You may have noticed that pretty little seedy glass pendant light over our sink from my video the other day. It was a breeze to install, so I want to share with you the tutorial.
And now it’s tutorial time!
- Light fixture
- Voltage tester
- Screwdrivers (or cordless drill)
- Wire cutters/wire strippers
- Wire nuts
- Needle-nosed pliers
Safety First! Turn off the power to the light fixture circuit. If there is no light fixture installed, check the power with a voltage tester. (I had to flip 6 circuits before I found the one that fed power to that junction box! And you know, I updated the labeling in our circuit breaker once I found it. This is required by code.)
Modifying the Height of a Light Fixture:
Use a ruler to measure how low you want your pendant light to hang. If you need to, put a piece of painter’s tape at that mark to give yourself a visual reference spot to see if you like that height. (Or corral a partner into holding the light fixture for you while you make up your mind.)
Lay your tape measure on the counter and stretch the light fixture out next to the ruler (be sure to set the glass shade on to gauge the full height.)
Assess where to separate the chain to reach the desired height.
You can separate chain links by using two screwdrivers and rotating them in opposite directions as shown below:
Cut the wiring about 6-8″ longer than the length of the light fixture.
Remove the washer from inside the canopy and pull the excess wire out of the light fixture. Discard or save the excess chain and wiring for another project.
Thread the wiring (that is still attached to the light fixture) through the threaded rod and back into the canopy.
Attach the chain back onto the canopy with the removable link (or simply open and close another link onto the canopy.)
Replace the washer and nut onto the threaded rod to secure to the canopy.
Split the ends of the wiring by gently cutting between the wires with scissors. Try not to cut through the insulation (you don’t want to expose the copper wires.)
Strip approximately an inch off the ends of the wires.
Install the mounting bracket to the junction box in the ceiling by attaching the two screws (with the heads facing you) to the holes in the junction box.
Even though you have the power turned off, it is good practice to always attach the ground wire first. This will protect you from a lethal shock should the wires have power to them. Wrap the bare copper ground wire (may also have green insulation) from the light fixture around the green screw on the mounting plate. Then attach the ground wire to the bare ground wire from your house. Use a wire nut to secure them together. To properly connect all the wires, twist the two wire together clockwise. And screw a wire nut on tight until the wires begin to twist.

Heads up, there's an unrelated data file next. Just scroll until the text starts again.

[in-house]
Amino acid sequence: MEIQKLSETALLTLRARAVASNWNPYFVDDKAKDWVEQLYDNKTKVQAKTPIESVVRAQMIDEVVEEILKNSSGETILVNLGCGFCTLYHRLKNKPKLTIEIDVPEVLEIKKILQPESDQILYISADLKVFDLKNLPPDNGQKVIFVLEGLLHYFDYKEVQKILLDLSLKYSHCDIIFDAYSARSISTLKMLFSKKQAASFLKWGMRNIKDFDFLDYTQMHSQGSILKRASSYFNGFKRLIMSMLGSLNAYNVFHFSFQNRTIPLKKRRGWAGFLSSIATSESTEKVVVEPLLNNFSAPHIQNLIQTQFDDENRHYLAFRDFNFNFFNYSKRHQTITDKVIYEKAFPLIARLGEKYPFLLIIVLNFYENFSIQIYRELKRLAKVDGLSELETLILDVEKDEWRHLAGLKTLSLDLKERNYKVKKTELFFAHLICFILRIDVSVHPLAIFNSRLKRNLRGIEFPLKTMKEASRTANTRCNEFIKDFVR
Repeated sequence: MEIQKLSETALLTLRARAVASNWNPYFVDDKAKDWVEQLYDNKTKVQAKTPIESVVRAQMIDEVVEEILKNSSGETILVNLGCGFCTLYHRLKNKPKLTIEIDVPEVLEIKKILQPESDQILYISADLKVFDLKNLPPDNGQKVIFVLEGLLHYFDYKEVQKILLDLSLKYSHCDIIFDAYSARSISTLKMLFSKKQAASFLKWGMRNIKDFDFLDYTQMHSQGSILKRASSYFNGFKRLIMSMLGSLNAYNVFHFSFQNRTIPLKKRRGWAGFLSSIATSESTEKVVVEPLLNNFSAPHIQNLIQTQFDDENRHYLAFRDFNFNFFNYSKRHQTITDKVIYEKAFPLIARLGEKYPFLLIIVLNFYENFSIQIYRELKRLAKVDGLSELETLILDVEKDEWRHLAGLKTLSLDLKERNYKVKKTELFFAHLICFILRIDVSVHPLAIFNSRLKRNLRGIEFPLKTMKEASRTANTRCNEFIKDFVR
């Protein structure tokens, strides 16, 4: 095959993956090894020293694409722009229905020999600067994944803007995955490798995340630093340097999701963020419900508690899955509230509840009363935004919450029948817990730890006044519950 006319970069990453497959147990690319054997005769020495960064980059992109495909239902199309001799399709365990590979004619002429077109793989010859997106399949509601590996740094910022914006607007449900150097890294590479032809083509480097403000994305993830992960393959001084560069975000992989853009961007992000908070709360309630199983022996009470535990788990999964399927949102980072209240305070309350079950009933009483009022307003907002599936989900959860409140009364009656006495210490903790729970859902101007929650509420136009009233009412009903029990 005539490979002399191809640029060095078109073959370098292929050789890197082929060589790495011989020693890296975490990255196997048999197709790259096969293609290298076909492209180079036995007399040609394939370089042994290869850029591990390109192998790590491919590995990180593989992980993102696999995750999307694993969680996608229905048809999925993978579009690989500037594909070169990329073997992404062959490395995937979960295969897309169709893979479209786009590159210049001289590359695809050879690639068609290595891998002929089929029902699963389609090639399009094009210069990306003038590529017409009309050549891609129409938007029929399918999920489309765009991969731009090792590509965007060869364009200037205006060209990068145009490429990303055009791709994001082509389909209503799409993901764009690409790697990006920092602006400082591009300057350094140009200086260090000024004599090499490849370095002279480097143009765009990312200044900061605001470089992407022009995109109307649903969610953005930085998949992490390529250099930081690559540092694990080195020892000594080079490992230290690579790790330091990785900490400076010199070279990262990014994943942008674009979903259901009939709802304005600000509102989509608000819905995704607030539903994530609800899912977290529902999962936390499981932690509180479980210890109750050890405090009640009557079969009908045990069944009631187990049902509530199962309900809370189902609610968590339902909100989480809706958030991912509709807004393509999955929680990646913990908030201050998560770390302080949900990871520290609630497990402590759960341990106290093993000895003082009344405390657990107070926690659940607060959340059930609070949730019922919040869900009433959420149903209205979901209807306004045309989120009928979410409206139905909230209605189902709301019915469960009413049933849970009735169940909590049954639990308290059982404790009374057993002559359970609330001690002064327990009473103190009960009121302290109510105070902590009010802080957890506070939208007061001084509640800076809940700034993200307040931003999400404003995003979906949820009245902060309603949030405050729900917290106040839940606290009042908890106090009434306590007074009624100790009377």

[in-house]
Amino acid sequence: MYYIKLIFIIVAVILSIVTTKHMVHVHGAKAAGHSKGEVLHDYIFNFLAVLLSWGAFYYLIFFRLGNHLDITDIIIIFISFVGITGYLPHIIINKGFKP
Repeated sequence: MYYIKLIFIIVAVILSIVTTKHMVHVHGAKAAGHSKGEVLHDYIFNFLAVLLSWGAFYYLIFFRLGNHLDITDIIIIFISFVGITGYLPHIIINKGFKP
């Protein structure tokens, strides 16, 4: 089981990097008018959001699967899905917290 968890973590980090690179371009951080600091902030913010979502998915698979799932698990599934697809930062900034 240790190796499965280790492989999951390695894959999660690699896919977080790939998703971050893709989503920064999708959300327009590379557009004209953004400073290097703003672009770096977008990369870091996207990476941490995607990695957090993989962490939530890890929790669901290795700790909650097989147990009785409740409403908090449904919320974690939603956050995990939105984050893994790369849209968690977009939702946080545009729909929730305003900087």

Next look closely at the two remaining wires on the light fixture. One should have ridges or a white line along the length…
…and should be connected to the white or neutral wire from your house wiring.
Last, but not least, connect the remaining wire to the black or hot wire from your house wiring.
Gently tuck the wires back up into the junction box.
Slip the canopy (cover that rests against the ceiling) up over the junction box. Line up the two inverted screws with the holes on the canopy and attach the end caps to the screws. It might be necessary to adjust the two inverted screws to get them the right depth to poke through the canopy and yet still be secured to the ceiling.
Attach the glass globe and secure it by screwing the collar inside and onto the light socket.
Insert a light bulb (remember to use a clear glass bulb when you can see through the glass bell-shaped cover.)
Turn the power back on. (Proud Momma Warning: I wanted to show you my son’s painting that now hides the circuit breaker box in the kitchen. He’s one talented artist! And I’m happier staring at his painting than the ugly metal cover.)
Flip the light switch and hear the heavenly chorus of angels! I’m in love with this pendant light. The pendant light I chose is the 1 Light Uttermost mini pendant. I love how it coordinates with the seeded glass of our upper wall cabinets.
Especially after dark when it casts the coolest pattern on the ceiling and walls.
Disclosure: I partnered with GoldenageUSA for this project. I received a complimentary light fixture in exchange for mentioning their site on this blog. I was not told what to write, all ideas and words are my own. I only choose to partner with companies and brands that I believe offer good quality and service and that I would recommend to my own friends and family. I will always disclose if a post is sponsored and/or I was compensated.